Irreversible eye damage, skin burns, harmful if swallowed or inhaled

68660-9-67690

SePRO PAK 27

Sodium Carbonate Peroxyhydrate

Irreversible eye damage, skin burns, harmful if swallowed or inhaled

67690-76

This information is taken from the labels – the label is the law (17).

 

Citations:

  1. Dangl, J.L. et al. 2013. Science 341:746-751. This paper offers new thoughts on how the plant immune system can be used to benefit agriculture.
  2. Mendes, R. et al. 2011. Science 332:1097-1100. These authors give new details on the genetic basis of disease-suppressive soils.
  3. Raaijmakers, J.S. and M. Mazzola. 2016. Science 352:1392-1393.  These authors summarize our current understanding of the relationship between the soil microbiome and suppressive soils.
  4. Zimmer, C. June 21, 2016. New York Times. This article popularizes disease-suppressive soils.  
  5. https://home.agrian.com/
    http://www.cdpr.ca.gov/docs/pur/pur14rep/comrpt14.pdf p. 74.
  6. http://www.cdpr.ca.gov/docs/dept/comguide/using_excerpt.pdf 10. This defines different classes of chemicals.
  7. http://www.omri.org/omri-lists/download. The OMRI Materials list specifies products that can be used by organic farmers.
  8. Stewart, O.C. (edited by H.T. Lewis & M.K. Anderson). 2002. Forgotten Fires. Univ. Oklahoma Press. This book, published first in 1954, details how Native Americans used fire as a landscape tool to maintain and rejuvenate plant growth.
  9. Blank, R.R. & M.A. Fosberg. 1989. Soil Sci. Soc. Am. J. 53:1484-1490. This classical report compares virgin soil plots with adjacent fields that had been cultivated for many years in South Dakota.
  10. Bailey, R.A., et al. 2002. Chemistry of the Environment. pp. 231-234. Academic Press. San Diego. 835 pages. These authors give a detailed account of the chemical transformations generated by microbial communities in soil, as they detoxify various compounds.
  11. Madigan, M.T., J.M. Marinko, J. Parker. 2000. Brock, Biology of Microorganisms. 9th Prentice Hall. 991p. This text book describes in detail how microorganisms live and function in various environments as they exhibit such important phenomena as degradation of toxins and development of natural antibiotic resistance.
  12. https://www.ccof.org/sites/default/files/media_files/documents/CCOF%20USDA%20NOP%20Standards%20Manual.pdf page 13. USDA National Organic Program (NOP) Standards Manual.
  13. O’Neill, J. 2016. Tackling Drug-Resistant Infections Globally.  http://www.life-worldwide.org/assets/uploads/files/Jim%20O%27Neill%20Review%20on%20AMR-%20Final%20paper-%20EMBARGOED%2000_01%20BST%2019th%20MAY.PDF. This report details how drug-resistant bacteria may kill 10 million people annually by 2050 and cost up to $100 trillion.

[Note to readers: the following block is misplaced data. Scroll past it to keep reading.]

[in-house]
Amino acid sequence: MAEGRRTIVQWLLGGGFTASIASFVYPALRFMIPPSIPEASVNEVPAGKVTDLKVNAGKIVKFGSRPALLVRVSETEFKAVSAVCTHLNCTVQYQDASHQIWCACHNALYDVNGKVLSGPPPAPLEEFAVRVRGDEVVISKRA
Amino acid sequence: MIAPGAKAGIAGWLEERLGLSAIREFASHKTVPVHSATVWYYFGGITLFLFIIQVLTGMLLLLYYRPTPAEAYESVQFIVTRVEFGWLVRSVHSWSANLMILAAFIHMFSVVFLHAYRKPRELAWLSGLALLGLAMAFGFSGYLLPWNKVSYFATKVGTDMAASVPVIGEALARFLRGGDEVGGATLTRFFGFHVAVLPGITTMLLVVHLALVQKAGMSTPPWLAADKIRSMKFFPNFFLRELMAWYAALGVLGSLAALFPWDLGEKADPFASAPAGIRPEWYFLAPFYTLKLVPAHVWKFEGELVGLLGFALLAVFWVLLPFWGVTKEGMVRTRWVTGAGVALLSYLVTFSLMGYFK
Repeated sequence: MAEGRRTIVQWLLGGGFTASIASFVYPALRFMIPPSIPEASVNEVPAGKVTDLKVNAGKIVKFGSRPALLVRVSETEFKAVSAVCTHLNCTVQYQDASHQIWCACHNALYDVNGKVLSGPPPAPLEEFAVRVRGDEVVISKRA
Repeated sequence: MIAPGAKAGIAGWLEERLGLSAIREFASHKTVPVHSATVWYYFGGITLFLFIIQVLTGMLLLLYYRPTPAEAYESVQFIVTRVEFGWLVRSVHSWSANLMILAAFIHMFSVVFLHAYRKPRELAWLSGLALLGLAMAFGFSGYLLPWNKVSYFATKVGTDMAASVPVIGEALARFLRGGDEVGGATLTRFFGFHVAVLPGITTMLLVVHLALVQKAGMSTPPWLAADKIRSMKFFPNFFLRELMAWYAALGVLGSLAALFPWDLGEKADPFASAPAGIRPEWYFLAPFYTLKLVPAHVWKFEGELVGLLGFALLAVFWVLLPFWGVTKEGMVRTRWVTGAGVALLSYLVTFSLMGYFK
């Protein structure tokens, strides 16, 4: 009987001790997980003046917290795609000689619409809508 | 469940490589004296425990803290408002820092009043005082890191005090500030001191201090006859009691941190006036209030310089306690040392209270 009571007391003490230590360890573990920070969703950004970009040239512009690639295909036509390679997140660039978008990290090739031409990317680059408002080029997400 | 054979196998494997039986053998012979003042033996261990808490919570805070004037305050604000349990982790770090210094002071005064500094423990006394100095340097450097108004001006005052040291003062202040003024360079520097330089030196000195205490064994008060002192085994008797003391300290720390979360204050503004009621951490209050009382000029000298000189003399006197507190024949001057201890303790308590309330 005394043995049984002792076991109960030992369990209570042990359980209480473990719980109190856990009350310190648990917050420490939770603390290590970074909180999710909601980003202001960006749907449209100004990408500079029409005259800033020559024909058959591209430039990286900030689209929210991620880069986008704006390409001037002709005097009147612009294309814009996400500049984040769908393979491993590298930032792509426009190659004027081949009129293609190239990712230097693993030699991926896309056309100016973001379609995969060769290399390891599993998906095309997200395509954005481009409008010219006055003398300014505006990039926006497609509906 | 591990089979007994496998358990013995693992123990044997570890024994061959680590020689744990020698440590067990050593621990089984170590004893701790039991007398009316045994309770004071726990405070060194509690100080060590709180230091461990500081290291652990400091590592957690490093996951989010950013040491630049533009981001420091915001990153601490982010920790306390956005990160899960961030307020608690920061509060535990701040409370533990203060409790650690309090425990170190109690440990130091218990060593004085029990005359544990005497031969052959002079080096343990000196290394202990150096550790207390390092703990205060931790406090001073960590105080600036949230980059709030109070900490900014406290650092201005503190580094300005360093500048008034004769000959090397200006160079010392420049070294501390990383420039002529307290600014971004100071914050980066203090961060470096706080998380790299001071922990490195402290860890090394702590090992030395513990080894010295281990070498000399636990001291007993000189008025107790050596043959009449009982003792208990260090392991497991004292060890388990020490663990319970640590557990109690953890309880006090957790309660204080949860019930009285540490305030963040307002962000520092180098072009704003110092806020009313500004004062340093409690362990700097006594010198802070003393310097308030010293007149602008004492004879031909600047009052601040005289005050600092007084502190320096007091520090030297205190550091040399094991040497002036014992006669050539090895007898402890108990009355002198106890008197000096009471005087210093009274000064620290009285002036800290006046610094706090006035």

14. https://www.ams.usda.gov/about-ams/programs-offices/national-organic-program
  15. Le Chatelier, E. et al. 2013. Nature 500:541-546.  The 43 authors of this article found characteristics of microbial genes present in the intestines of 123 lean Danes differed from those in 169 obese compatriots.
  16. Cotillard, A. et al. 2013. Nature 500:585-588.  This article reports that changing the diet of 49 obese or overweight humans altered their profile of intestinal microorganisms from one found in obese individuals (characterized by Le Chatelier et al 2013) to one more typical of non-obese people.
  17. https://www.epa.gov/pesticide-labels/introduction-pesticide-labels The label is the law.

 

 

     

    Additional Reading:

    Hodson, A. and E. Lewis. 2016. California Agriculture July-August, 70(3) 137-141. Managing for soil health can suppress pests. These authors discuss the latest findings in the area of soil health. A. Hodson is Project Scientist in the Department of Entomology and Nematology at UC Davis and E. Lewis is Associate Dean for Agricultural Sciences in the College of Agricultural and Environmental Sciences and Professor in the Department of Entomology and Nematology at UC Davis.

    White, H. 2016. California Agriculture July-August 70(3) 104-106. At Hansen Agricultural REC, better blackberries and a soil disinfestation alternative.  Farming without fumigation (chemicals such as methyl bromide, chloropicrin, 1,3-dichloropropene/Telone, etc, most of which are Class 1 pesticides, all require posting the ranch with skull and cross bone signs) is possible but at the expense of $3,000/ac.  

    Cavanaugh, P. 2016. Pacific Nut Producer July 2016. 10-15. Almond Fumigation Options in Merced and Stanislaus Counties.  According to UC Davis, fumigation (chemicals such as methyl bromide, chloropicrin, 1,3-dichloropropene/Telone, etc, most of which are Class 1 pesticides, all require posting the ranch with skull and cross bone signs) is still the recommend protocol for planting almonds.

    USDA National Organic Program: https://www.ams.usda.gov/about-ams/programs-offices/national-organic-program  NOP exists only to insure that organic producers comply with NOP’s self-defined standards.  However, these standards are arrived at without any particular consideration for the safety or nutritional value of the organic food produced.

    Dominguez-Bello, M. and Blaser, M. 2015.  Science Translational Medicine September 2015 7(307). Asthma: Undoing millions of years of coevolution in early life? Early microbiome composition can predict asthma risk, and asthma development can be subverted when missing protective microbes are restored.